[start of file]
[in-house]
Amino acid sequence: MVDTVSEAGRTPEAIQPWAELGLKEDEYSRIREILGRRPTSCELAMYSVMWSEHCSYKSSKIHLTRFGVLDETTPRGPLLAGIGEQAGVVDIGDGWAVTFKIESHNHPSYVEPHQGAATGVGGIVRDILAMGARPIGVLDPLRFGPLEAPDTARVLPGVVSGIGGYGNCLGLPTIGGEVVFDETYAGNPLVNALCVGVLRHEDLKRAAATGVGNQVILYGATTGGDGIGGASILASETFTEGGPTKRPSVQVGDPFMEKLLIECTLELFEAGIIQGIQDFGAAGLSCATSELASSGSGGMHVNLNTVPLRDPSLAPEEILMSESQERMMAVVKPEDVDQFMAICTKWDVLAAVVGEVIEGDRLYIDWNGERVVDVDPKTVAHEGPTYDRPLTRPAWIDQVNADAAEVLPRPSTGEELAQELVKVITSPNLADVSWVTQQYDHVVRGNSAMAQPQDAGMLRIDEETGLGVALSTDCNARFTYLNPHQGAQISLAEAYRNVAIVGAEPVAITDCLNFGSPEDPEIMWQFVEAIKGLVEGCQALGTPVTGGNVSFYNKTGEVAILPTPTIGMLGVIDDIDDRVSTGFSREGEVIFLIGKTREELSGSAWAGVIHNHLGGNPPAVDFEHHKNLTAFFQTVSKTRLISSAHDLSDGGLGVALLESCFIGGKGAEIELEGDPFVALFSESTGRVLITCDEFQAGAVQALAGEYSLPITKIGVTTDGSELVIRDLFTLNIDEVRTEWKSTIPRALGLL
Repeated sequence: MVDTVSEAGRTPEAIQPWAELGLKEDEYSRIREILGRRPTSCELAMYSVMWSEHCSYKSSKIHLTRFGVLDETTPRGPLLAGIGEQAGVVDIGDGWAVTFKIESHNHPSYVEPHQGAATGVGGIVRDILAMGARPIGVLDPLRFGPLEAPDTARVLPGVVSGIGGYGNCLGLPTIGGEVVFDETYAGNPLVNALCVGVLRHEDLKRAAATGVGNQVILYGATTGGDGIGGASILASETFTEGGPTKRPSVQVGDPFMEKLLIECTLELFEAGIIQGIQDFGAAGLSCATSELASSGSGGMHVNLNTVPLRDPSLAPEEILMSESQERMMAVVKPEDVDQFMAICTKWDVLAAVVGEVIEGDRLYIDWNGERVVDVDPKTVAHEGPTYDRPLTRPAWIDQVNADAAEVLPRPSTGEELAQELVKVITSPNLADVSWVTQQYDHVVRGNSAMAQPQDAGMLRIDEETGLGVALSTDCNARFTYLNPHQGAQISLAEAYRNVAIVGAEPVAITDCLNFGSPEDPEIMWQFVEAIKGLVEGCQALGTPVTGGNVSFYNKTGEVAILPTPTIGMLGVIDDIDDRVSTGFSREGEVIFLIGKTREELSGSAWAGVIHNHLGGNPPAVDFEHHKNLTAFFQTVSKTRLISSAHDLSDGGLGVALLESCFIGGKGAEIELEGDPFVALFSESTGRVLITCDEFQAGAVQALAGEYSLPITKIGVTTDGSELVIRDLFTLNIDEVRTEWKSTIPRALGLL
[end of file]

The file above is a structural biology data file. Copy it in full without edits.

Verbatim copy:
[in-house]
Amino acid sequence: MVDTVSEAGRTPEAIQPWAELGLKEDEYSRIREILGRRPTSCELAMYSVMWSEHCSYKSSKIHLTRFGVLDETTPRGPLLAGIGEQAGVVDIGDGWAVTFKIESHNHPSYVEPHQGAATGVGGIVRDILAMGARPIGVLDPLRFGPLEAPDTARVLPGVVSGIGGYGNCLGLPTIGGEVVFDETYAGNPLVNALCVGVLRHEDLKRAAATGVGNQVILYGATTGGDGIGGASILASETFTEGGPTKRPSVQVGDPFMEKLLIECTLELFEAGIIQGIQDFGAAGLSCATSELASSGSGGMHVNLNTVPLRDPSLAPEEILMSESQERMMAVVKPEDVDQFMAICTKWDVLAAVVGEVIEGDRLYIDWNGERVVDVDPKTVAHEGPTYDRPLTRPAWIDQVNADAAEVLPRPSTGEELAQELVKVITSPNLADVSWVTQQYDHVVRGNSAMAQPQDAGMLRIDEETGLGVALSTDCNARFTYLNPHQGAQISLAEAYRNVAIVGAEPVAITDCLNFGSPEDPEIMWQFVEAIKGLVEGCQALGTPVTGGNVSFYNKTGEVAILPTPTIGMLGVIDDIDDRVSTGFSREGEVIFLIGKTREELSGSAWAGVIHNHLGGNPPAVDFEHHKNLTAFFQTVSKTRLISSAHDLSDGGLGVALLESCFIGGKGAEIELEGDPFVALFSESTGRVLITCDEFQAGAVQALAGEYSLPITKIGVTTDGSELVIRDLFTLNIDEVRTEWKSTIPRALGLL
Repeated sequence: MVDTVSEAGRTPEAIQPWAELGLKEDEYSRIREILGRRPTSCELAMYSVMWSEHCSYKSSKIHLTRFGVLDETTPRGPLLAGIGEQAGVVDIGDGWAVTFKIESHNHPSYVEPHQGAATGVGGIVRDILAMGARPIGVLDPLRFGPLEAPDTARVLPGVVSGIGGYGNCLGLPTIGGEVVFDETYAGNPLVNALCVGVLRHEDLKRAAATGVGNQVILYGATTGGDGIGGASILASETFTEGGPTKRPSVQVGDPFMEKLLIECTLELFEAGIIQGIQDFGAAGLSCATSELASSGSGGMHVNLNTVPLRDPSLAPEEILMSESQERMMAVVKPEDVDQFMAICTKWDVLAAVVGEVIEGDRLYIDWNGERVVDVDPKTVAHEGPTYDRPLTRPAWIDQVNADAAEVLPRPSTGEELAQELVKVITSPNLADVSWVTQQYDHVVRGNSAMAQPQDAGMLRIDEETGLGVALSTDCNARFTYLNPHQGAQISLAEAYRNVAIVGAEPVAITDCLNFGSPEDPEIMWQFVEAIKGLVEGCQALGTPVTGGNVSFYNKTGEVAILPTPTIGMLGVIDDIDDRVSTGFSREGEVIFLIGKTREELSGSAWAGVIHNHLGGNPPAVDFEHHKNLTAFFQTVSKTRLISSAHDLSDGGLGVALLESCFIGGKGAEIELEGDPFVALFSESTGRVLITCDEFQAGAVQALAGEYSLPITKIGVTTDGSELVIRDLFTLNIDEVRTEWKSTIPRALGLL